How do you improve crime reporting in areas where people don’t trust the government? Crowd-source it—at least, that’s what a group of students at MIT participating in the IDEAS Global Challenge aim to do.
Layla Shaikley, Ali Kamil and Chalres Sims are working on a project they call CRIMEO, which would allow people in war-torn or totalitarian areas to text information about local crimes into a centralized, non-governmental system.
Shaikley, who spoke at October’s IDEAS Generator Dinner, led her pitch with the story about her own brother being kidnapped in Iraq. The incident eventually spread around the neighborhood as an anecdote, she said, but it was never reported in a context useful for other residents.
If a system like CRIMEO had been in place, she said, neighbors could have checked the database to see if there had been similar crimes in the area and use that information to guide their behavior.
RIght now, CRIMEO is appropriately in the ideas phase. At the Generator Dinner, the team hadn’t finalized how the system would work, but recognized certain limitations. While it wouldn’t be too difficult to build the system as a smartphone app, Kamil said that most of the system’s constituents own only old-style cell phones. That adds complication to displaying data on nearby crimes.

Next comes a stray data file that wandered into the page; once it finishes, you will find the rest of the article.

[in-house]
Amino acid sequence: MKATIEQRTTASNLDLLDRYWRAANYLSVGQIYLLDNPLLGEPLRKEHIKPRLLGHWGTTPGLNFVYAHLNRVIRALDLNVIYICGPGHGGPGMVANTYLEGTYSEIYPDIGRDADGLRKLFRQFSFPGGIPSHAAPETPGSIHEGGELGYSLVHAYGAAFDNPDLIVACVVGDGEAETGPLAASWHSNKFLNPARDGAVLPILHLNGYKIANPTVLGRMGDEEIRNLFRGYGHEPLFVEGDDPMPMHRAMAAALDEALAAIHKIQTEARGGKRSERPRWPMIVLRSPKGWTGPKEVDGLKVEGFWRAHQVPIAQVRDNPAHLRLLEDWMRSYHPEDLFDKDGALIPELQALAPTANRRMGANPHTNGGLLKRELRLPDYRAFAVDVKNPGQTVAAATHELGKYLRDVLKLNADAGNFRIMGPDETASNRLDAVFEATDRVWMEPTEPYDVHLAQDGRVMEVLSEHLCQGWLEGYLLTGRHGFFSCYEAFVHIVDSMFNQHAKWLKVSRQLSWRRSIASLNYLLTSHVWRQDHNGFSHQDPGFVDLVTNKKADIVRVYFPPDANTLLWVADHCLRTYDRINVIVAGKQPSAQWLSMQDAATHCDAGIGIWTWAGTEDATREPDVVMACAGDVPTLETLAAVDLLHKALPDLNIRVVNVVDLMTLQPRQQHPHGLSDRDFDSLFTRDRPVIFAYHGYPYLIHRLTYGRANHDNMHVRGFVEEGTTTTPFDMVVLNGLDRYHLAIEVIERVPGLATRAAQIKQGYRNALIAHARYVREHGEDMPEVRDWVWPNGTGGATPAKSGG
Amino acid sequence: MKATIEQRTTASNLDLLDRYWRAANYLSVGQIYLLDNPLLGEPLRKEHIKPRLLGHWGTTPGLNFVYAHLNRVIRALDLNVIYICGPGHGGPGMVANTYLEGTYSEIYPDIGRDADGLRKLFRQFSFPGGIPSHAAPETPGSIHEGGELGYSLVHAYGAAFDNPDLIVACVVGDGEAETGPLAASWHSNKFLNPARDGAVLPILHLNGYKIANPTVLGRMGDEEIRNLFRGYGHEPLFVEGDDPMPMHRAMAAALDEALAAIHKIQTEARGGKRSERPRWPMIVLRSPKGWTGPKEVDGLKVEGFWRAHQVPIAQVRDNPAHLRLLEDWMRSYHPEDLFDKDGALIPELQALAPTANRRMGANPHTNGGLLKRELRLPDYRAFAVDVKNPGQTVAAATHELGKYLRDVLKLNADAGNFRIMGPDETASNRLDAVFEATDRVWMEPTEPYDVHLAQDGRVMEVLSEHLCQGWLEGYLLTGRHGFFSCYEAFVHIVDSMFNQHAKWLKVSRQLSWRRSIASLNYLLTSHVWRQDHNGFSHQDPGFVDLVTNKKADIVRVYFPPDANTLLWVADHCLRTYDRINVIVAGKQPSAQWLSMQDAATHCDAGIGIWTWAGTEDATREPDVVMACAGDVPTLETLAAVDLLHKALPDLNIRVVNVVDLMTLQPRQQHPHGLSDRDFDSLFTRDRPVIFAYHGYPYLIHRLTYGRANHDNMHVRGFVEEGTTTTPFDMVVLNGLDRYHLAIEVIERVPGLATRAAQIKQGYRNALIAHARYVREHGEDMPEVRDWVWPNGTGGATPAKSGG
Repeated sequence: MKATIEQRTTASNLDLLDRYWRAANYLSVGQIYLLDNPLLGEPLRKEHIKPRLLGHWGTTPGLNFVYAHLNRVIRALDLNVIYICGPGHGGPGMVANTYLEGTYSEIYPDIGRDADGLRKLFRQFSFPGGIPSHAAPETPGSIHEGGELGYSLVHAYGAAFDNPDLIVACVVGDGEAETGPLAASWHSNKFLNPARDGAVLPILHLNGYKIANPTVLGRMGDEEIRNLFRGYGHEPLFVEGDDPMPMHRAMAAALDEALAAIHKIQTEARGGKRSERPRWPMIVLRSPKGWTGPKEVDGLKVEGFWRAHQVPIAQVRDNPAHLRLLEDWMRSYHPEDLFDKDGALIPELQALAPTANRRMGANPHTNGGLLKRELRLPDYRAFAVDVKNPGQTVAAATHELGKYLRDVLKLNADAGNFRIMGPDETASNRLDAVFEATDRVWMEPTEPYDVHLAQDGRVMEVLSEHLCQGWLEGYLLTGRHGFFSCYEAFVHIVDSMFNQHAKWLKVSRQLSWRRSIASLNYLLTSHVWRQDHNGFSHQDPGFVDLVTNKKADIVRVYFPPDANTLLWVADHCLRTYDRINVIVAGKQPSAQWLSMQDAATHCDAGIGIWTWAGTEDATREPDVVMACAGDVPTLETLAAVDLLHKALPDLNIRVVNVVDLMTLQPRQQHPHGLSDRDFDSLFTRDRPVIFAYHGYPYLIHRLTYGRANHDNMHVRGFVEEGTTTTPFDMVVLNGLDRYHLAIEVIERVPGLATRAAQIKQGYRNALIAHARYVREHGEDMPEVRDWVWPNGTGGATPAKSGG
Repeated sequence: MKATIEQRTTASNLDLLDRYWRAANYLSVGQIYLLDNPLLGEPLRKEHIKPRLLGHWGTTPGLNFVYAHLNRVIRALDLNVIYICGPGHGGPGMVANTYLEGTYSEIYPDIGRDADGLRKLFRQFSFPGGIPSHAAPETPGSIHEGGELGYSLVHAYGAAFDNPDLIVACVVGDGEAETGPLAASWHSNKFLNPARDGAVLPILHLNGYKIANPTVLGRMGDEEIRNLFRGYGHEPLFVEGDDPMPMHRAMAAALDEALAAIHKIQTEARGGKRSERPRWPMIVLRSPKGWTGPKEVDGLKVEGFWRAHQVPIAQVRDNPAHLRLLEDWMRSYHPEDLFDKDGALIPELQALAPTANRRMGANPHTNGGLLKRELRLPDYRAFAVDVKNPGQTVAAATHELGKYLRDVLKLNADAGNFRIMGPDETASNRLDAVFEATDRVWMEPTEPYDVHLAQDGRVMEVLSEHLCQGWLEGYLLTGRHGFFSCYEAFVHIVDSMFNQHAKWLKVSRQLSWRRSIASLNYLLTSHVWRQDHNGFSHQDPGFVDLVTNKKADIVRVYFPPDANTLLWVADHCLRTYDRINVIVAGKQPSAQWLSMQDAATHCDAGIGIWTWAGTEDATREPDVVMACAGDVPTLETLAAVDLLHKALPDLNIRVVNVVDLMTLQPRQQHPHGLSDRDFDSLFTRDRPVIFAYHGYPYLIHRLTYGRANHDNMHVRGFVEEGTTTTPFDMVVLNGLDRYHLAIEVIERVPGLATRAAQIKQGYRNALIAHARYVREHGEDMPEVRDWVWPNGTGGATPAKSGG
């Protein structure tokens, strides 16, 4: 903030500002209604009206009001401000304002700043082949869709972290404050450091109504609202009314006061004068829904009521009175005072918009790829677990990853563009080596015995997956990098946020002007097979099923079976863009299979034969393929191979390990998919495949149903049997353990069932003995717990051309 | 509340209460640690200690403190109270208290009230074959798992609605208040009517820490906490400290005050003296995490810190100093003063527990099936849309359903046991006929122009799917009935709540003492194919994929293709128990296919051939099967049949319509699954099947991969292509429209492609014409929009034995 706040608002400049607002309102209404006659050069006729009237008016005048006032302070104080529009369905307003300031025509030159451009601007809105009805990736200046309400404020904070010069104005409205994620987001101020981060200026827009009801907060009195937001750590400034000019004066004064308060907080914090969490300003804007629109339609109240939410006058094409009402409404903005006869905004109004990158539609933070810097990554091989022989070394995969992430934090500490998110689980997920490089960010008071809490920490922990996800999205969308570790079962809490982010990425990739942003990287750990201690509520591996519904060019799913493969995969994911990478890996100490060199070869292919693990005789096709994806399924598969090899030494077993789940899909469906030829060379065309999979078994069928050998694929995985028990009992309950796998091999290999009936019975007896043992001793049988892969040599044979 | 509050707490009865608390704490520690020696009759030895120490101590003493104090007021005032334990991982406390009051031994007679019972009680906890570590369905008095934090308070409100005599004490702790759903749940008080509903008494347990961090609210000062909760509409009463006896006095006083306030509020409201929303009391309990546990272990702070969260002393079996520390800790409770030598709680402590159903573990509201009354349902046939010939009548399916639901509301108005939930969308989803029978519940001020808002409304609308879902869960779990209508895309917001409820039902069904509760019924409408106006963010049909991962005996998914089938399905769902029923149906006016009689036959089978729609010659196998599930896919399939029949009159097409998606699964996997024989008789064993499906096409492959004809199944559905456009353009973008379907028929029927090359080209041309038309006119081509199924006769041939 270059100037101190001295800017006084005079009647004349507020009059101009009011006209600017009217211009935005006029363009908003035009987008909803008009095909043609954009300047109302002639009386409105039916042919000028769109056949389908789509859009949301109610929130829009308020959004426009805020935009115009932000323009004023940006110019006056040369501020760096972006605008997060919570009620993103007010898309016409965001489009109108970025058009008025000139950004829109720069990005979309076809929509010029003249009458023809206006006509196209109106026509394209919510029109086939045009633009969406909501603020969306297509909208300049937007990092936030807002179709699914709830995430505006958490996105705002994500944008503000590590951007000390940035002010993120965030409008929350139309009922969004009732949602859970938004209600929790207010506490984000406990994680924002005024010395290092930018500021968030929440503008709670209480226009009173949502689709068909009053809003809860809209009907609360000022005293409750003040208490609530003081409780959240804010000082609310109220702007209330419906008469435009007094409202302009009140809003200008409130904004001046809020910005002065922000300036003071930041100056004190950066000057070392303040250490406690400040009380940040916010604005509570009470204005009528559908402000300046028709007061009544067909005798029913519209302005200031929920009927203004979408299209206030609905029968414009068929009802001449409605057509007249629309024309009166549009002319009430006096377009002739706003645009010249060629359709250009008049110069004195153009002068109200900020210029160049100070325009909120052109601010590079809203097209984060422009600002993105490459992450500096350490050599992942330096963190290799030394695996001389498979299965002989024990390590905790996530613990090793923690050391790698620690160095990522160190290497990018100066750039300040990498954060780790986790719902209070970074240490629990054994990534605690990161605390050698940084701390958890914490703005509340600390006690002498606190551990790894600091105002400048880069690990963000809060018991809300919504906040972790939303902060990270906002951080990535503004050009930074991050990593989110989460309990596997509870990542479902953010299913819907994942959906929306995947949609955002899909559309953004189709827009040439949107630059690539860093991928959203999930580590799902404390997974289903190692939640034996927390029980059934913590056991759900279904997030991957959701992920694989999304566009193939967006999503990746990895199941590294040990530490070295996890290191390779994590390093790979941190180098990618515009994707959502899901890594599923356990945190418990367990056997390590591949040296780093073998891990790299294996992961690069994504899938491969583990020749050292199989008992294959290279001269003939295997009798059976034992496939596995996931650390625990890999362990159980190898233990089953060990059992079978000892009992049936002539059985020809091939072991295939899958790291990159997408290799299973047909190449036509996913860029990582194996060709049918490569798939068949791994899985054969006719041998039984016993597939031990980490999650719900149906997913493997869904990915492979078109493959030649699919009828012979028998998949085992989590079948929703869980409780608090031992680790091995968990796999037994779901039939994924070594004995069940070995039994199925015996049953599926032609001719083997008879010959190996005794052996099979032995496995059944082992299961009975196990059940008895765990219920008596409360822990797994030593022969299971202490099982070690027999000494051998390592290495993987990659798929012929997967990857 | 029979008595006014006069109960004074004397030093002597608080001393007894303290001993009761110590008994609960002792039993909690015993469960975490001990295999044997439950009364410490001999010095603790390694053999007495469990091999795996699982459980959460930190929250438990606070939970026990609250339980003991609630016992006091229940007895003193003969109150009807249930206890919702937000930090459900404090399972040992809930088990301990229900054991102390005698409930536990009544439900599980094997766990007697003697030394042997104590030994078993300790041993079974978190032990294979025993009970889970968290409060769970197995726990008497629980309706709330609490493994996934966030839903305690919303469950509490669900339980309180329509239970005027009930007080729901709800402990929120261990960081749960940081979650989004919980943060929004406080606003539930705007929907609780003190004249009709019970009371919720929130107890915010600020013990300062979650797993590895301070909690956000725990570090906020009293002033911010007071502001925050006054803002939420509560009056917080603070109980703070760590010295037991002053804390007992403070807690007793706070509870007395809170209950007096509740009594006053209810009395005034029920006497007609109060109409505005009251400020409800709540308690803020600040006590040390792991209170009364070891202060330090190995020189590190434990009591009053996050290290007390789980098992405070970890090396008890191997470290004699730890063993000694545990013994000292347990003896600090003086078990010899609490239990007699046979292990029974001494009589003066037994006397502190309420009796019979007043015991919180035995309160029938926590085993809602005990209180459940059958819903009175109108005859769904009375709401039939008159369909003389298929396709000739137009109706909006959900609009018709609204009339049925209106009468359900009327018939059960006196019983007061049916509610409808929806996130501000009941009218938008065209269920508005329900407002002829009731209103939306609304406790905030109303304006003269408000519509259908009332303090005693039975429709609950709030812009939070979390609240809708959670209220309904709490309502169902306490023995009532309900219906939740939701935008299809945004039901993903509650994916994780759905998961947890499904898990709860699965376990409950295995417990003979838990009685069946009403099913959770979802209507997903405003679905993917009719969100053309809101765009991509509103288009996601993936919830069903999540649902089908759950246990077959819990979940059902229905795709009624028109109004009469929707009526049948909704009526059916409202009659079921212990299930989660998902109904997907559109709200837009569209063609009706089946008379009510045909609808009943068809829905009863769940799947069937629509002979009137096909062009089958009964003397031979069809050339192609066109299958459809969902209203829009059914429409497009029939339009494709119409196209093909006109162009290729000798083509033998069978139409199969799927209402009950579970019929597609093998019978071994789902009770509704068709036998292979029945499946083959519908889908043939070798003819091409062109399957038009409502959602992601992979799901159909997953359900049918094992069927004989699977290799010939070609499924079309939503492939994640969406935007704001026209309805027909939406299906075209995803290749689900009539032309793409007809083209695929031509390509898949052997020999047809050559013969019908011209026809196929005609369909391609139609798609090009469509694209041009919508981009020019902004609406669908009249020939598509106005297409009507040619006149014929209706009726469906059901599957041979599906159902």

- MIT business school promotes use of cloud, mobile devices (lenovo.com)
- Can you predict crime with tech? (bbc.co.uk)
- Strategic Implications of the Big Data Era (sloanreview.mit.edu)
- Fighting Poverty With Innovative Technologies..! (interestingnewsglobal.wordpress.com)
- Crime Stoppers Has New App To Report Crimes (denver.cbslocal.com)